(Bloomberg) -- Hong Kong’s equity traders have made half a trillion dollars from a global risk rally. They’ll have little to fall back on when the exuberance fades.

What worries pundits is that the rebound has been driven by a liquidity-fueled global risk rally, and that Hong Kong’s bleak economic situation has yet to fully filter through to stocks. The Hang Seng Index is up 9% from an August low, back above the key 27,000-point level, and it briefly rose above its 200-day moving average last week. But it is also near levels that signal it is overbought.

Faced with its worst business outlook since the 2008 financial crisis and a plunge into recession, a chill may be coming for Hong Kong’s corporate earnings. It may soon be time to sell, said He Qi, a fund manager with Huatai Pinebridge Fund Management Co. who called the rally in mid-August.

“Hong Kong’s gains are just part of a global risk-on rally amid a flood of liquidity, and the short-term gains are way too strong,” said He, adding that China’s elevated inflation leaves authorities with little room to further cut interest rates, putting such a liquid environment at risk. “I might consider lightening positions as the index approaches 28,000 points, and even more so if it rises toward 30,000.” The index closed 0.7% lower Friday at 27,651.

China’s largest brokerage Citic Securities Co. earlier this month trimmed its earnings growth forecast on the Hang Seng gauge to 4% this year from a previous estimate of as much as 8%. The continuing protests in the city and the impact on commercial property, retail and tourism industries has gone beyond expectations, strategists led by Yang Lingxiu wrote in a note dated Nov. 4.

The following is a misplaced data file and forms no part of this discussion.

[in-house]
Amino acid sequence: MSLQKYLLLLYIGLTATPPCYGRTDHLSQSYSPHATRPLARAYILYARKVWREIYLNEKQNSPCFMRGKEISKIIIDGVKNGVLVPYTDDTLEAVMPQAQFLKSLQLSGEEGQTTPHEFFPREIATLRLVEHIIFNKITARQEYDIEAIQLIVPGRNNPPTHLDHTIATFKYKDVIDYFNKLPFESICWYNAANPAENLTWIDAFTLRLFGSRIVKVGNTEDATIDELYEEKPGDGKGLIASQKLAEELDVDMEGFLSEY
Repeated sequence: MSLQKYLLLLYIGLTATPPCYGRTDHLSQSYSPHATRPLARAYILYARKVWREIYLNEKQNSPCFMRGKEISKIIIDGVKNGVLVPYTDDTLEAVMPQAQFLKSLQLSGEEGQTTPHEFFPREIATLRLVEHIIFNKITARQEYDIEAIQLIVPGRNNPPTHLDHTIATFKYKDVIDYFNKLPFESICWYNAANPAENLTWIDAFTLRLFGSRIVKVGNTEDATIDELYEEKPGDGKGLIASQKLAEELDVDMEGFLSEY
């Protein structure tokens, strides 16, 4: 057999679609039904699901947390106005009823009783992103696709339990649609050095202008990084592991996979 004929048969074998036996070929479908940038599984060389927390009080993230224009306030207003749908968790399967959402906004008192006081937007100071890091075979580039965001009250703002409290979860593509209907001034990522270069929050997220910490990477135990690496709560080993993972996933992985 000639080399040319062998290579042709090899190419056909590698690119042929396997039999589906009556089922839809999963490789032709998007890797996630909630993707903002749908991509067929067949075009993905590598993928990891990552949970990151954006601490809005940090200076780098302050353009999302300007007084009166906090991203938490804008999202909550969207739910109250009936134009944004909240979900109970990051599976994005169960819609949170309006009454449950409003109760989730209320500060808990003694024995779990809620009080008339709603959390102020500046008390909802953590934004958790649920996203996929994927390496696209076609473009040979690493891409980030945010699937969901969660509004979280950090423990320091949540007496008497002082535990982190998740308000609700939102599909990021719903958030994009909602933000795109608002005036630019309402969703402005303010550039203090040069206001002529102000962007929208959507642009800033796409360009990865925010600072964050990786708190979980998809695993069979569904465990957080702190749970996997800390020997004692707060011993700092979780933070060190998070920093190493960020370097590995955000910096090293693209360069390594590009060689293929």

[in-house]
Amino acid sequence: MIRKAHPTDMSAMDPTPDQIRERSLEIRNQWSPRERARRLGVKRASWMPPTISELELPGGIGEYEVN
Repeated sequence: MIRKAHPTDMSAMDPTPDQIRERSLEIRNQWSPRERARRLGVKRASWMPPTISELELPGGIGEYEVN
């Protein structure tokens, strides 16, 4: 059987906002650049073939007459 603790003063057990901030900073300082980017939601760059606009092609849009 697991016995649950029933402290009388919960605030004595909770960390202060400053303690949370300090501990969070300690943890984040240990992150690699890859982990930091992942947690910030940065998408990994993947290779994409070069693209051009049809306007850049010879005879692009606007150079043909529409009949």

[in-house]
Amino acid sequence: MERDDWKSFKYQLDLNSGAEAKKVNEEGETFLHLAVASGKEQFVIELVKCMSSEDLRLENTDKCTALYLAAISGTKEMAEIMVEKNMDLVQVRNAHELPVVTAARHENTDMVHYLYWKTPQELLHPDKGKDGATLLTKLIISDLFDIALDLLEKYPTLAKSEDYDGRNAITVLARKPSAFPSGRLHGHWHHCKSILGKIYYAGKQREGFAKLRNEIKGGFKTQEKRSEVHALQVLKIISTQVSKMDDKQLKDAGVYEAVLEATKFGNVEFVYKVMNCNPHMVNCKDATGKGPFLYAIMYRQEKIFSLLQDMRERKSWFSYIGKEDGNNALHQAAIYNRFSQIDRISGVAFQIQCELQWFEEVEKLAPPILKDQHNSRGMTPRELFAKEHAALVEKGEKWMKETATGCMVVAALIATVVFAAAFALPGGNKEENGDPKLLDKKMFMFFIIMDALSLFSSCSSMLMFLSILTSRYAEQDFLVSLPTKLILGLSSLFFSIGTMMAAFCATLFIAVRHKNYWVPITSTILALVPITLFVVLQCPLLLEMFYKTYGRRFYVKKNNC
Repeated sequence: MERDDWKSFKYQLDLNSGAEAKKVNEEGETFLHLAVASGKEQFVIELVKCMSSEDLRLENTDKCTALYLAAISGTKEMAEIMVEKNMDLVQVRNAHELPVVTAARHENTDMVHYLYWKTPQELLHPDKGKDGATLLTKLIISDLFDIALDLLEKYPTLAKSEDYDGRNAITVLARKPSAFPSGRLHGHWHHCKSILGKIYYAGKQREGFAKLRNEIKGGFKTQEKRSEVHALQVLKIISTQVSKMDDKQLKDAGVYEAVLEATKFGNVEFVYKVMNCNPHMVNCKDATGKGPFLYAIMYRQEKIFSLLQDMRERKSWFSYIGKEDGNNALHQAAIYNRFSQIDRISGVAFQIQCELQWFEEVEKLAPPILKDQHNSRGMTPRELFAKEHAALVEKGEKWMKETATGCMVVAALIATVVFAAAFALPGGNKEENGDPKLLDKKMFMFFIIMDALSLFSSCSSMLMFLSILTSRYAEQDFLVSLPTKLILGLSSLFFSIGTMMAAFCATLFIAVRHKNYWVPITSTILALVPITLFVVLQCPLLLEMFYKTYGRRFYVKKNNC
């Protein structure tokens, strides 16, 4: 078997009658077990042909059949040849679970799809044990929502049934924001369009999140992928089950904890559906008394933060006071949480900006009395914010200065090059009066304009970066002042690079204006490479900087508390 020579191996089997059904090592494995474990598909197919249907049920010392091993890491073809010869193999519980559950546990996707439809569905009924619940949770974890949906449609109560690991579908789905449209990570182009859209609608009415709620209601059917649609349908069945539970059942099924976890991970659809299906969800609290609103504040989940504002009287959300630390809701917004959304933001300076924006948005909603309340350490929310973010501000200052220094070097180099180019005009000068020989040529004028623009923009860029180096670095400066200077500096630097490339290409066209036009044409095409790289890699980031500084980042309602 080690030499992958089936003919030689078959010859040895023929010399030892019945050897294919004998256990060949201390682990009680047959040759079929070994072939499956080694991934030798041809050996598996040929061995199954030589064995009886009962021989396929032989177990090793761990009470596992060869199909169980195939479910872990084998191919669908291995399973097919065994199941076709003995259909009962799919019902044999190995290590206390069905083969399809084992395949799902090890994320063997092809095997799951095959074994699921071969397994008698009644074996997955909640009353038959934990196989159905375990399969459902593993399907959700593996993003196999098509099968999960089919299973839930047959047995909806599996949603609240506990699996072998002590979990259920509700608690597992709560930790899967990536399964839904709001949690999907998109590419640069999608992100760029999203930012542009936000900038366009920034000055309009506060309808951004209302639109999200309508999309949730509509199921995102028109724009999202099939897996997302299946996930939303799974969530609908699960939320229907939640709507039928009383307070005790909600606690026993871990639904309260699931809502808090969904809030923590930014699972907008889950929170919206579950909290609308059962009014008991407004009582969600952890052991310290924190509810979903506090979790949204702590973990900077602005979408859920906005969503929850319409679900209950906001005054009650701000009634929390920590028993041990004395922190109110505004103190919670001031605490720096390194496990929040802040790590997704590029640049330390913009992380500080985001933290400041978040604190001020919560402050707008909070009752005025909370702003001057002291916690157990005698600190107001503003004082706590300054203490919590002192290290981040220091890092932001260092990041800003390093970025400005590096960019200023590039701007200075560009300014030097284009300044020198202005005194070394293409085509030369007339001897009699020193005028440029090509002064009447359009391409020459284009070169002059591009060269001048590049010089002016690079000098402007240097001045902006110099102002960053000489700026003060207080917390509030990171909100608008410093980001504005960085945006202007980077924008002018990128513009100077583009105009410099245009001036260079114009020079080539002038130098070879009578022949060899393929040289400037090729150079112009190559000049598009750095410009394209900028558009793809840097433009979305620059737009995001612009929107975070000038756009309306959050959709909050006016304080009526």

To be sure, traders can still find opportunities in a market where many firms rely on the mainland for earnings. China’s A shares are about 27% more expensive than their Hong Kong listed peers, compared with a long-term average of 20%. “There are so many bargains left on the table,” said Sean Darby, a global strategist at Jefferies Hong Kong.

Still, the recession will likely make its presence felt in earnings for this year and in the first quarter of 2020, said Ken Chen, a Shanghai-based strategist with KGI Securities Co.

“There’s no end in sight to the local unrest and expectations of an economic recovery next year remain low,” he said. “Hong Kong is just rising along with global markets, and the gains will pause when the global rally weakens.”

--With assistance from Cindy Wang.

To contact Bloomberg News staff for this story: Amanda Wang in Shanghai at twang234@bloomberg.net

To contact the editors responsible for this story: Sofia Horta e Costa at shortaecosta@bloomberg.net, David Watkins, Philip Glamann

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